- Dec 6, 2003
You guys do realize that this is a CELL PHONE CAMERA!?!? If you want perfect pictures go buy a DSLR and have at it.
lmao. Tell Apple not to make such high claims then. Also, that is a cop out. Fact is something more than a little lens flare is going on during some shots.You guys do realize that this is a CELL PHONE CAMERA!?!? If you want perfect pictures go buy a DSLR and have at it.
Yeah, that's really what it boils down to. It's just excessive. It wasn't a prominent issue on my 4S.The issue I have is the the recent comparison photos seem to mainly be around excessive light. Sometimes it is not that bad, but you still get excessive purple carry over. I know this is lens flare, but to be honest, yes....I would rather have no purple then the purple. Yeah, you can try to aim this way or that way, but sometimes you just have those fun family shots on the go. Sorry...I would much rather have the typical flare than someones purple hair. Neither is a great photo, but the purple will just stick out in a picture. The i5 tends to be excessive with the carry over of this purple. I took picts from a single night light and the purple ran 2 foot down a wall, skipped a space and started up again where there was a slight shadow.
I really don't think this if being over played at all. We all know about lens flare and how you can help control it, but this is still significant. The pure purple saturation alone is just ridiculous.
Am I asking for Apple to eliminate the possibility of flare on this camera? lmao...no way. I just have to ask why such the extreme saturated over flow of purple is happening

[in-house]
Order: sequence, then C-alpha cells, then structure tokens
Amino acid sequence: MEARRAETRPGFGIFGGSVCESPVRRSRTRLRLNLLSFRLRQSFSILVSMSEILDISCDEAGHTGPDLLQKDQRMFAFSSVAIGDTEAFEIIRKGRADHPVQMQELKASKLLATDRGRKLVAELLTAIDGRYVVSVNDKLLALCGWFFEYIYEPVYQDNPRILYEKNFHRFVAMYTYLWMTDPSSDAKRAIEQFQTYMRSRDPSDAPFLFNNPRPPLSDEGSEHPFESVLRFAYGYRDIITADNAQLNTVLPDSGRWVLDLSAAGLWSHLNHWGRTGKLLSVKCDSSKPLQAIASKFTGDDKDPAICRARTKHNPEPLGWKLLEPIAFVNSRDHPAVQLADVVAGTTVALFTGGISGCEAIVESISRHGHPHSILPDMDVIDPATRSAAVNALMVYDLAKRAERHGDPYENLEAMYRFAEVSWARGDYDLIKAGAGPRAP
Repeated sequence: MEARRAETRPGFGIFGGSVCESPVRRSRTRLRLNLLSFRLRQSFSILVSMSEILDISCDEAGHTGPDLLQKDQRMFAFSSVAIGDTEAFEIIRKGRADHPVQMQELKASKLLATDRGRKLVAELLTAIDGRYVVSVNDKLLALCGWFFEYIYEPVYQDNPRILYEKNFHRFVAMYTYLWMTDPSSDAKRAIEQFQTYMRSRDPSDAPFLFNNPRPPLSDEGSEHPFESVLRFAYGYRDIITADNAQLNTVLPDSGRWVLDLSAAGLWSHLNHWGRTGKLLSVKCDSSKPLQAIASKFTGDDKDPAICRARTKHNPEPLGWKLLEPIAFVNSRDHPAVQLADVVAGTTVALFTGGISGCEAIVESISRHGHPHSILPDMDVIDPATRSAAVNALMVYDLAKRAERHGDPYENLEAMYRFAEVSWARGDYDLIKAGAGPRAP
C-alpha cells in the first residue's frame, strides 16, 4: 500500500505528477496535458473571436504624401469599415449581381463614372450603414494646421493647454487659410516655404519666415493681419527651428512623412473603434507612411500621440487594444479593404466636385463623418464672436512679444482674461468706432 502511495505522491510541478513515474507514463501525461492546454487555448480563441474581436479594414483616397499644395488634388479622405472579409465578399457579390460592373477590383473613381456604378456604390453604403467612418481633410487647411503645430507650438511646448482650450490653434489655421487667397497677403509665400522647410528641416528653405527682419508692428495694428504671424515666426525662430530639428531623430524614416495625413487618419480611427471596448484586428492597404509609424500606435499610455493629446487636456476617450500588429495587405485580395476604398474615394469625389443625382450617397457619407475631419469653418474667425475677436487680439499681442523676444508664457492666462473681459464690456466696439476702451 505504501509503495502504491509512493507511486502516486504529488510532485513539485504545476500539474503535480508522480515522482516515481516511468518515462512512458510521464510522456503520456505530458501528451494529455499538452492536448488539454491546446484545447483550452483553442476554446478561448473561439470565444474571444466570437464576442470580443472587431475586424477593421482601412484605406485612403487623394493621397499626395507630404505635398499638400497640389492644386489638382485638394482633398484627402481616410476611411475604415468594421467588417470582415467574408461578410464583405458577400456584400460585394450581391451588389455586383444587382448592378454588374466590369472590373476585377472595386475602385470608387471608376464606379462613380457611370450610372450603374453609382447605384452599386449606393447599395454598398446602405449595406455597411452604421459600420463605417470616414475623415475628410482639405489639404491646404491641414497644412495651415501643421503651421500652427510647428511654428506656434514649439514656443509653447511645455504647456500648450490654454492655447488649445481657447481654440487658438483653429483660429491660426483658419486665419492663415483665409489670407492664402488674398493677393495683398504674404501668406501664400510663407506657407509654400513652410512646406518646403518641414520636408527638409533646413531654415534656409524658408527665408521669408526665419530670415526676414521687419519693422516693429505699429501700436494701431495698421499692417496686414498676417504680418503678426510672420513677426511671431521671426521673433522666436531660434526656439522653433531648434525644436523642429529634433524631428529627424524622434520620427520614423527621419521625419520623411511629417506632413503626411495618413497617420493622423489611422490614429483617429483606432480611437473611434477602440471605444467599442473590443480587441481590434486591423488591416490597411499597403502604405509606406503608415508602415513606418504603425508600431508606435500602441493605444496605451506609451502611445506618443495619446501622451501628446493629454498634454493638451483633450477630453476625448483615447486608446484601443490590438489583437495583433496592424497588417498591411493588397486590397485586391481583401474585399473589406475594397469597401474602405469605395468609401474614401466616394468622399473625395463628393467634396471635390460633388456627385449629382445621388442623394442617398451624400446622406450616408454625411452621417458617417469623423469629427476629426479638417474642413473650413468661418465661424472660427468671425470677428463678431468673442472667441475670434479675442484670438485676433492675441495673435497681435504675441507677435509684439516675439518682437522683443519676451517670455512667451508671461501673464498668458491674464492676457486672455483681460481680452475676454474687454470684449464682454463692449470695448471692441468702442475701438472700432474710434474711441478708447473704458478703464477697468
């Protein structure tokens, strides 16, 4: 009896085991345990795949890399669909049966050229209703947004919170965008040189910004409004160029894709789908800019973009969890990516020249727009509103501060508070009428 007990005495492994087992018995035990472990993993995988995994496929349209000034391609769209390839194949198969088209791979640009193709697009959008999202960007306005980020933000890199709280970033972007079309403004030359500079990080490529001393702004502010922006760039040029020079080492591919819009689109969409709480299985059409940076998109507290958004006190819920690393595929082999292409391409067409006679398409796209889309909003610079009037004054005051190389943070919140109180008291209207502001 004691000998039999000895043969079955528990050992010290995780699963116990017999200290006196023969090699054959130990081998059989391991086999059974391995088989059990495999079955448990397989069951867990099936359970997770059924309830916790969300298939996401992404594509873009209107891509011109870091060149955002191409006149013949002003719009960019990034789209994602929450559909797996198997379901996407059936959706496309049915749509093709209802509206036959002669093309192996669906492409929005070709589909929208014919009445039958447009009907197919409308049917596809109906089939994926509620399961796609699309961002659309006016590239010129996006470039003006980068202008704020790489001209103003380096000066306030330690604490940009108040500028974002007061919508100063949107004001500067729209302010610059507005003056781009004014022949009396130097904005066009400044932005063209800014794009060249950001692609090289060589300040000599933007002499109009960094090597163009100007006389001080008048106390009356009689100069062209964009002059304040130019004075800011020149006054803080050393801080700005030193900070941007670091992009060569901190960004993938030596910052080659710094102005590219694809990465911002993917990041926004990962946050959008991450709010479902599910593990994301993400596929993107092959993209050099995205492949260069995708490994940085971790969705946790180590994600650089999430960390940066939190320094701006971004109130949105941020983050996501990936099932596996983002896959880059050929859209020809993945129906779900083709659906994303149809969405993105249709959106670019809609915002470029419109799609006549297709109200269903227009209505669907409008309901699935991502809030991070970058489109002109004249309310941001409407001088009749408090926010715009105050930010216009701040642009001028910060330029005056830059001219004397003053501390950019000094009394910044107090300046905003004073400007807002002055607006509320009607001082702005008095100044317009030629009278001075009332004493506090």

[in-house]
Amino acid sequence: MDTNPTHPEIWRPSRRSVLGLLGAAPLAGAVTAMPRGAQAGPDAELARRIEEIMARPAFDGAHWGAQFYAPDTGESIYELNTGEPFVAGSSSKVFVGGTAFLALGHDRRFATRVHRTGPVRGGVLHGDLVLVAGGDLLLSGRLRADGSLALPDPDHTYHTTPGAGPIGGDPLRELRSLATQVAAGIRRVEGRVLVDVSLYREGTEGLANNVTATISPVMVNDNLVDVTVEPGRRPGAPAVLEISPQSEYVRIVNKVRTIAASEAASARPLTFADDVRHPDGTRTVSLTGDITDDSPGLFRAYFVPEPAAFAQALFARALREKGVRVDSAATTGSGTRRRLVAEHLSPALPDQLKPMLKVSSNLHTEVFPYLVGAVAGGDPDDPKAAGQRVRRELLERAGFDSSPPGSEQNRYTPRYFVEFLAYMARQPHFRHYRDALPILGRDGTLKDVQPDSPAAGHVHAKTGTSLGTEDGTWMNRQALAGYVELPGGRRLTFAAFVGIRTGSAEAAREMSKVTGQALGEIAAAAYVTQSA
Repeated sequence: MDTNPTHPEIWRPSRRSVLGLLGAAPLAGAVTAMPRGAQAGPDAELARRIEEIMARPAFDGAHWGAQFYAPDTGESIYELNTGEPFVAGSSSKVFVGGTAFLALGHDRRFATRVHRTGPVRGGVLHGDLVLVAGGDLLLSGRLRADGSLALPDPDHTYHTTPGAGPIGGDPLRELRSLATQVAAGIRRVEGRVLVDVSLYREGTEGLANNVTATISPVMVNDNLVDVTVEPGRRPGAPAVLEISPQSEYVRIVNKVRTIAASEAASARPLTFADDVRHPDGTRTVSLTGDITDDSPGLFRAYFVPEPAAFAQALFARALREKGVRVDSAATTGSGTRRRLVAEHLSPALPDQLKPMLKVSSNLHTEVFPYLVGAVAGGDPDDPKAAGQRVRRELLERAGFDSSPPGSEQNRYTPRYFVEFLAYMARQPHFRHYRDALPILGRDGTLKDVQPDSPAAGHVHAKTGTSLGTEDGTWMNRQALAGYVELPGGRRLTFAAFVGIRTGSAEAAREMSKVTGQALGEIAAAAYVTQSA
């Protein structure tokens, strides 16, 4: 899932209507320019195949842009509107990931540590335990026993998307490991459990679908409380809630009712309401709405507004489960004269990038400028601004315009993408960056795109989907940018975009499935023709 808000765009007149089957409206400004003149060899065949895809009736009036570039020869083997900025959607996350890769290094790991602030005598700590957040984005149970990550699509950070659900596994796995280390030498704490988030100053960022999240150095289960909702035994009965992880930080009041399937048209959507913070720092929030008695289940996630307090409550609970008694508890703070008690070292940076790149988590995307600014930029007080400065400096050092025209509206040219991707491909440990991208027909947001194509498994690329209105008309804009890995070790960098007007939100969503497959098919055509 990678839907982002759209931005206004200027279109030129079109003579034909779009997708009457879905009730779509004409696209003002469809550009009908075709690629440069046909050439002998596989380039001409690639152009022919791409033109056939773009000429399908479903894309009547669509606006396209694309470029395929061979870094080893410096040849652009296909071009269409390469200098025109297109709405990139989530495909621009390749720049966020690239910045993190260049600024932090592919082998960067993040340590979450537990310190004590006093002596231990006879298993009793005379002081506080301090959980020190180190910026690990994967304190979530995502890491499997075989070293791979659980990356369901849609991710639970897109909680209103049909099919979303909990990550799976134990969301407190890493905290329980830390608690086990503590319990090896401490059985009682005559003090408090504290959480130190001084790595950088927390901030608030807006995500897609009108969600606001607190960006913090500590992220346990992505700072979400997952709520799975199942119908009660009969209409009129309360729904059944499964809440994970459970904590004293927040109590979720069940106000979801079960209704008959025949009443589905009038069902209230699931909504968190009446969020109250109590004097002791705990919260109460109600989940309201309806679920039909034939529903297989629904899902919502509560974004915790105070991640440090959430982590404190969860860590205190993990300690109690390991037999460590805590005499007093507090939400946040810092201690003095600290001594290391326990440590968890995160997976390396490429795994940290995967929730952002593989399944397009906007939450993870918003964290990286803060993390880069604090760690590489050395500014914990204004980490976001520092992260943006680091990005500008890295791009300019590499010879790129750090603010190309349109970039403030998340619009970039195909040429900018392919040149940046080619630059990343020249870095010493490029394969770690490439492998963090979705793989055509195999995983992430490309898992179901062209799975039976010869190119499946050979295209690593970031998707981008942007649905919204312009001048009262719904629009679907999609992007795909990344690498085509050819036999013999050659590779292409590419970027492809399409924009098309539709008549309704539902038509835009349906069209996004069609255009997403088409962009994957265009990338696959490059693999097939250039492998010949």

Yah, I noticed the same thing after the earlier suggestion of using your finger to block light glare and thus kill off most of the purple. I made a little paper shield around the camera, but it only worked when the light source was at a controllable angle, so in rooms where the lamps were further away or there were multiple lamps, I couldn't really do much. Fortunately it's not an issue in every single shot, so it's not the end of the world, just an annoyance.I was playing around with this earlier. Turns out that if you can shade the lens without blocking any of the FoV, you can very noticeably increase the contrast in the resulting image.
Cool, so you have zero purple flare near a bright light source? If so, you are the first person to contact me about it. Congrats! I'm glad to hear someone out there isn't having issues!I did a test using my iphone 3 and my new iphone 5. I was particularly interested because my first response to the camera was: "it was worth the price of the phone just to have that feature." I said that to my son. However, your comments did concern me, so I did the test. There was no glare on either the iPhone 3 or the iPhone 5. However, there was a major difference in the quality of the photo. The iPhone 5 is far superior. I should do another test with my Nikon to see how that camera compares. I'll check again with sun light later on. I only checked this time with my screen at full bright.
Thanks for posting. These posts are valuable and it's an important way to keep manufacturers honest. I think there needs to be an investigation into the phones that do have this problem. Perhaps the problem was limited to a batch of phones and not all of them. I expect Apple to investigate. SFTom
I actually spent about 45 minutes last night testing the same thing with the new Camera+ update for iOS6. I still got purple even in locked-off shotsMy brother and I have been experimenting with his iphone 5, and it does get the purple haze. However, using camera+ and locking the exposure on the source of light, you can get rid of the purple haze/flare.
Of course, as shown in the pictures below, it sort of defeats the purpose of taking pictures in dark areas. But it should help possible with out door shots.
Can others test, and confirm?
You should check out that nokia 920 when it comes out. That's supposedly got a fantastic camera.Update: